WWF partnered with Leonardo DiCaprio to form a global campaign, Save Tigers Now, with the ambitious goal of building political, financial and public support to double the wild tiger population by 2022. Save Tigers Now started its campaign in 12 different WWF Tiger priority landscapes, since May 2010.
In 1973, Project Tiger was launched aiming at ensuring a viable population of tigers in the country and preserving areas of biological importance as a natural heritage for the people. The project's task force visualised these tiger reserves as breeding nuclei, from which surplus animals would emigrate to adjacent forests. The selection of areas for the reserves represented as close as possible the diversity of ecosystems across the tiger's distribution in the country. Funds and commitment were mustered to support the intensive program of habitat protection and rehabilitation under the project. By the late 1980s, the initial nine reserves covering an area of 9,115 square kilometres (3,519 sq mi) had been increased to 15 reserves covering an area of 24,700 square kilometres (9,500 sq mi). More than 1100 tigers were estimated to inhabit the reserves by 1984.
Through this initiative the population decline was reversed initially, but has resumed in recent years; India's tiger population decreased from 3,642 in the 1990s to just over 1,400 from 2002 to 2008.
The Indian Wildlife Protection Act of 1972 enables government agencies to take strict measures so as to ensure the conservation of the Bengal tigers. The Wildlife Institute of India estimates showed that tiger numbers had fallen in Madhya Pradesh by 61%, Maharashtra by 57%, and Rajasthan by 40%. The government's first tiger census, conducted under the Project Tiger initiative begun in 1973, counted 1,827 tigers in the country that year. Using that methodology, the government observed a steady population increase, reaching 3,700 tigers in 2002. However, the use of more reliable and independent censusing technology (including camera traps) for the 2007–2008 all-India census has shown that the numbers were in fact less than half than originally claimed by the Forest Department.
Following the revelation that only 1,411 Bengal tigers exist in the wild in India, down from 3,600 in 2003, the Indian government has decided to set up eight new tiger reserves. Because of dwindling tiger numbers, the Indian government has pledged US$153 million to further fund the Project Tiger initiative, set-up a Tiger Protection Force to combat poachers, and fund the relocation of up to 200,000 villagers to minimize human-tiger interaction.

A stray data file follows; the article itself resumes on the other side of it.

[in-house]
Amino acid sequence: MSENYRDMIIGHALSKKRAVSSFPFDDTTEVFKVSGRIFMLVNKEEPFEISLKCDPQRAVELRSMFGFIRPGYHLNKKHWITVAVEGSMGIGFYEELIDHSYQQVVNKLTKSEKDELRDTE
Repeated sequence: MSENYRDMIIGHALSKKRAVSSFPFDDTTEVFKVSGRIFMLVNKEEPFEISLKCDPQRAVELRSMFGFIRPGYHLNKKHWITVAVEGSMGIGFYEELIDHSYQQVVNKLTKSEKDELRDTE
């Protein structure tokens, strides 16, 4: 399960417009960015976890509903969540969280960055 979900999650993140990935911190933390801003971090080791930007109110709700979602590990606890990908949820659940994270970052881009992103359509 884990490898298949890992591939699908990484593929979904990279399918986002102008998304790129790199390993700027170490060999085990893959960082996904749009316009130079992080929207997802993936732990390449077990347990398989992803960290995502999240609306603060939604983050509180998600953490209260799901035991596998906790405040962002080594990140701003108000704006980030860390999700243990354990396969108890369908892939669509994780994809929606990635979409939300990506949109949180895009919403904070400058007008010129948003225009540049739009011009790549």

Tiger scientists in India, such as Raghu Chundawat and Ullas Karanth, have faced criticism from the forest department. Both these scientists have been for years calling for use of technology in the conservation efforts. Chundawat, in the past, had been involved with radio telemetry (collaring the tigers). While studying tigers in Panna tiger reserve, he repeatedly warned the FD authorities about the problem of tiger poaching in the reserve; they remained in denial, producing bogus numbers of tigers in their reports, and banned Chundawat from the reserve. Eventually, however, it was proven he was right, as in 2008. The authorities admitted that all tigers in Panna have been poached. Karanth has been instrumental in using camera traps, radiotelemetry and prey counts. During the 1990s and early 2000s he also noticed that tiger numbers were significantly lower than the official figures; his insistence on using modern science in tiger conservation and uncompromising efforts to save tigers and their habitat have earned him many enemies.
The project to map all the forest reserves in India has not been completed yet, though the Ministry of Environment and Forests had sanctioned Rs. 13 million for the same in March 2004.
"India has to decide whether it wants to keep the tiger or not. It has to decide if it is worthwhile to keep its National Symbol, its icon, representing wildlife. It has to decide if it wants to keep its natural heritage for future generations, a heritage more important than the cultural one, whether we speak of its temples, the Taj Mahal, or others, because once destroyed it cannot be replaced."
In January 2008, the Government of India launched a dedicated anti-poaching force composed of experts from Indian police, forest officials and various other environmental agencies. Indian officials successfully started a project to reintroduce the tigers into the Sariska reserve. The Ranthambore National Park is often cited as a major success by Indian officials against poaching.